CBT focuses exclusively on counteracting cognitive distortions via rational reevaluation of the distorted thoughts. Clearly, all of this centers around the thoughts themselves, not the initiators of those thoughts. One can think of CBT as intercepting at a much later phase of the structural model, after the emotion has taken shape and the harmful thought processes have spun out of control.
I’m not interested in discussing CBT as a practice here. There is enough literature on CBT as it has become popularized in mainstream apps like Headspace. I’m more interested in processes that lead people to require CBT in the first place. Unlike CBT, CR roots itself in these more fundamental cognitive processes - emotion generation, the initiators of thought.
What they don’t tell you in CBT is that you can go far beyond a state of rational response to distortions. Like any skill, there is infinite upside - you can keep improving and improving beyond good or great. Since there are many dimensions along which someone may improve in a skill, how you “get better” is really up to you. However, in my opinion, improving the skill of emotional self-regulation means being able to intercept earlier and earlier in the structural model of CR. What this means and how you do this is what I’m interested in describing.
To summarize, CR is a more direct response to the underlying emotion. CBT is a response to the story generated way after the emotion.
Cognitive Reappraisal Applied
I’ve been dissatisfied with the lack of instruction in online sources about how to actually employ practices in CR. That’s why I’m writing this essay. As of writing this (July 2020), I have found absolutely no good sources on practices in CR. It’s as if the handful of Western emotional psychology researchers decided that they could stop at the modeling-things phase of research. Psychiatrists who are to put CR into practice must have little to go on and left wondering “how does this actually help me?”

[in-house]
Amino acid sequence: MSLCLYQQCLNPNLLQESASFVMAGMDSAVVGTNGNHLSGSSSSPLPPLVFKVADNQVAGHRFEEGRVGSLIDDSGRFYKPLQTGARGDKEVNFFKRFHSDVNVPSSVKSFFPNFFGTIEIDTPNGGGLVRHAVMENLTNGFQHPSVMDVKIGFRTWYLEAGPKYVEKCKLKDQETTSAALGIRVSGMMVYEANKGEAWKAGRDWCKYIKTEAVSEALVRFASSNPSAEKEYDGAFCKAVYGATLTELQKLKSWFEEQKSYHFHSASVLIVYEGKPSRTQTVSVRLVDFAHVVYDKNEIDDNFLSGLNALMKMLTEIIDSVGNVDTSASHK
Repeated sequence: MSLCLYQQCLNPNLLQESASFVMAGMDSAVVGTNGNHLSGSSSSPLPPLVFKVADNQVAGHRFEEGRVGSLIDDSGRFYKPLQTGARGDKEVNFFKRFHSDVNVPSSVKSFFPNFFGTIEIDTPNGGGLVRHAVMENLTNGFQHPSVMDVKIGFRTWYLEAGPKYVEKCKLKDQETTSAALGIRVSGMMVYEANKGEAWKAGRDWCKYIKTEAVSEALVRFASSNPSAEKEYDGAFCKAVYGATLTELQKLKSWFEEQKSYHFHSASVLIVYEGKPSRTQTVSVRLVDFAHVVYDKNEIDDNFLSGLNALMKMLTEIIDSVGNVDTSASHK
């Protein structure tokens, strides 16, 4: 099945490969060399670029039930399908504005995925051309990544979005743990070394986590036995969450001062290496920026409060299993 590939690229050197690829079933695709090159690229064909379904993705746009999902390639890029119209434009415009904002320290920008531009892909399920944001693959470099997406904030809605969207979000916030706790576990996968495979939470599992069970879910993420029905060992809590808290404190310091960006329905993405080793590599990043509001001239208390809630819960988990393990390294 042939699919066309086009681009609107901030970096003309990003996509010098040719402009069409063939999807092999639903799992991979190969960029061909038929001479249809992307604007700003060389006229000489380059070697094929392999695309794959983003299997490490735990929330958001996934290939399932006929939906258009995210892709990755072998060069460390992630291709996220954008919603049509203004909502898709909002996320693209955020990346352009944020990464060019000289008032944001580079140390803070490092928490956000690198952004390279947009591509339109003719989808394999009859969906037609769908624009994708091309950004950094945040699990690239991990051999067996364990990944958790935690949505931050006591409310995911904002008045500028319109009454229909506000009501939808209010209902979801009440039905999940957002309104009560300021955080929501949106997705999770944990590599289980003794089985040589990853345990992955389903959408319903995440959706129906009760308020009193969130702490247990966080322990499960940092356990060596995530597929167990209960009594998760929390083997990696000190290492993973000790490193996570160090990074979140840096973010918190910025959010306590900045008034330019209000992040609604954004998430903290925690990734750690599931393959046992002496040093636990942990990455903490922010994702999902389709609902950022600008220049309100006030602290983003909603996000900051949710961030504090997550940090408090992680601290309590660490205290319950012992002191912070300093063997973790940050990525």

Perhaps this is just me being a detail-oriented engineer… but I WANT TO KNOW MORE! Why do the best sources on CR practices come from sketchy websites trying to sell me e-books, with questionable scientific evidence to back things up? Why is it that we must turn to Eastern meditation practices to derive the pragmatic value of CR?
I think the answer is simply that dealing with emotions is hard. Social science research that attempts to evaluate the effectiveness of particular therapies resembles more a practice in hypothesis-testing than truth-discovery via formal proofs, like in the hard sciences (note: I spent a few years in social science research way back). It is hard to assign rigor to a study when the study itself is based on a “really good guess” at “what might work.”
So… confirmation bias aside, below is a “really good guess” at “what might work” for you based on sources I’ve gathered and my own experience with CR.
Practice: Emotional Digestion Meditation
The following practice is not one of repression, suppression, expression, or releasing. But rather of integration. The difference is subtle. The first four words describe techniques meant to reject, remove, distance from, or otherwise get rid of an emotion. These are often ineffective or provide temporary relief of suffering. Integrating an emotion is rather, a form of acceptance. It is the process of fully experiencing an emotion which dissolves its power over us. The practice is as follows:
- Notice tenseness along your central channel: face, shoulders, and belly. Relax those body parts.
- Breathe deeply throughout the practice.
- Identify where you’re feeling the emotion physically in your body.
- Feel the quality of the emotion (its color, temperature, weight, pressure).
- Notice if the physical feelings arise internally or if it’s energy coming in externally.
- Let the physical feeling flow (or, let yourself experience the feelings fully). Allow yourself to feel the emotion so deeply that it floods over you and you “become” the emotion.
- Observe as you breathe and the physical feelings begin to dissolve. The emotion may still be there, but you are now its observer and it has little effect on you. See if you can identify a story in your head that you believe which is causing the emotion.
- Once this is done, you may choose to transmute the emotion, described in the practice below.
You may find this practice especially beneficial in moments of intense suffering, after an intense emotion has been generated. However, there is nothing stopping you from meditating in a similar manner on any physical sensations that arise.
Practice: Instant Reappraisal
The above practice does not involve reappraisal. However, being able to reappraise emotions requires the ability to notice emotional bodily sensations. The practice in emotional digestion helps to develop this skill.